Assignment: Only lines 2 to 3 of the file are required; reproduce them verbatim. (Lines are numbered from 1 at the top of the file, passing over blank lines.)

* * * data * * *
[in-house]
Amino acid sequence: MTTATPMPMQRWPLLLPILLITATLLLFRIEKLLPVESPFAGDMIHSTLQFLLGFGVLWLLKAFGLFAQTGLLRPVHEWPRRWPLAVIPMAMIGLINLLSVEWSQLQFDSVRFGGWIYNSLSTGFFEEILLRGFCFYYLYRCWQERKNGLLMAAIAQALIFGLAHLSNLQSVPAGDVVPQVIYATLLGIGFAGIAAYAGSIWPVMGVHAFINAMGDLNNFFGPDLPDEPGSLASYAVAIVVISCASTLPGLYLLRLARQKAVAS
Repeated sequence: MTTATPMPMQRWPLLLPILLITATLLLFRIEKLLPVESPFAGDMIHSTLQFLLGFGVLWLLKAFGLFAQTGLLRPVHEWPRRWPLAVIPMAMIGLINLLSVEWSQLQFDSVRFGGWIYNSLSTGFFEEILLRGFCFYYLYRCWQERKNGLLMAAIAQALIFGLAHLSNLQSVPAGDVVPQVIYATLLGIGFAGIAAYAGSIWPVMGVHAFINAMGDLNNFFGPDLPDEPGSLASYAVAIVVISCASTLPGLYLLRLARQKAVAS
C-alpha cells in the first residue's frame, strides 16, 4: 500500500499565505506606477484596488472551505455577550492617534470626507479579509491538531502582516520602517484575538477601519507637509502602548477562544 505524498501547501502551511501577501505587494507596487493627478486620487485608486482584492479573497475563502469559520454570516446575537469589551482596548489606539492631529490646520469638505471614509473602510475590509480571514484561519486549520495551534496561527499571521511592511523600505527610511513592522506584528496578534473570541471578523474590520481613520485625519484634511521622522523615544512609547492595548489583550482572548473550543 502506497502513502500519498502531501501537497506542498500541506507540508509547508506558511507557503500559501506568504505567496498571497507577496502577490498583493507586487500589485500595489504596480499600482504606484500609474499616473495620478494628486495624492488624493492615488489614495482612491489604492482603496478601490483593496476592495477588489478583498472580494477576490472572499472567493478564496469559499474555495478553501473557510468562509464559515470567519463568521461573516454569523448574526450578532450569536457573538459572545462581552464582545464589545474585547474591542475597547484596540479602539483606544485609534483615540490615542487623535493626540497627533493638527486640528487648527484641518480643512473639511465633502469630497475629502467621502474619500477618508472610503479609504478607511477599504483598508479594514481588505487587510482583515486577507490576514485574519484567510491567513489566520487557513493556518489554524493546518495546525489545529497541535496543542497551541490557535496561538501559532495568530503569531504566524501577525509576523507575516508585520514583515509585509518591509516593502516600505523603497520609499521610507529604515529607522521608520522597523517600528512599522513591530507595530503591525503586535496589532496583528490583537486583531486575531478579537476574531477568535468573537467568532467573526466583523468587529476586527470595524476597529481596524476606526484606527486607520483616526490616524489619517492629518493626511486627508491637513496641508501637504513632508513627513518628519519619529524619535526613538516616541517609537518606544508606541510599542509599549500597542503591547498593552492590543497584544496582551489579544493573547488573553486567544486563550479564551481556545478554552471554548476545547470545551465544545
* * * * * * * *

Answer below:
Amino acid sequence: MTTATPMPMQRWPLLLPILLITATLLLFRIEKLLPVESPFAGDMIHSTLQFLLGFGVLWLLKAFGLFAQTGLLRPVHEWPRRWPLAVIPMAMIGLINLLSVEWSQLQFDSVRFGGWIYNSLSTGFFEEILLRGFCFYYLYRCWQERKNGLLMAAIAQALIFGLAHLSNLQSVPAGDVVPQVIYATLLGIGFAGIAAYAGSIWPVMGVHAFINAMGDLNNFFGPDLPDEPGSLASYAVAIVVISCASTLPGLYLLRLARQKAVAS
Repeated sequence: MTTATPMPMQRWPLLLPILLITATLLLFRIEKLLPVESPFAGDMIHSTLQFLLGFGVLWLLKAFGLFAQTGLLRPVHEWPRRWPLAVIPMAMIGLINLLSVEWSQLQFDSVRFGGWIYNSLSTGFFEEILLRGFCFYYLYRCWQERKNGLLMAAIAQALIFGLAHLSNLQSVPAGDVVPQVIYATLLGIGFAGIAAYAGSIWPVMGVHAFINAMGDLNNFFGPDLPDEPGSLASYAVAIVVISCASTLPGLYLLRLARQKAVAS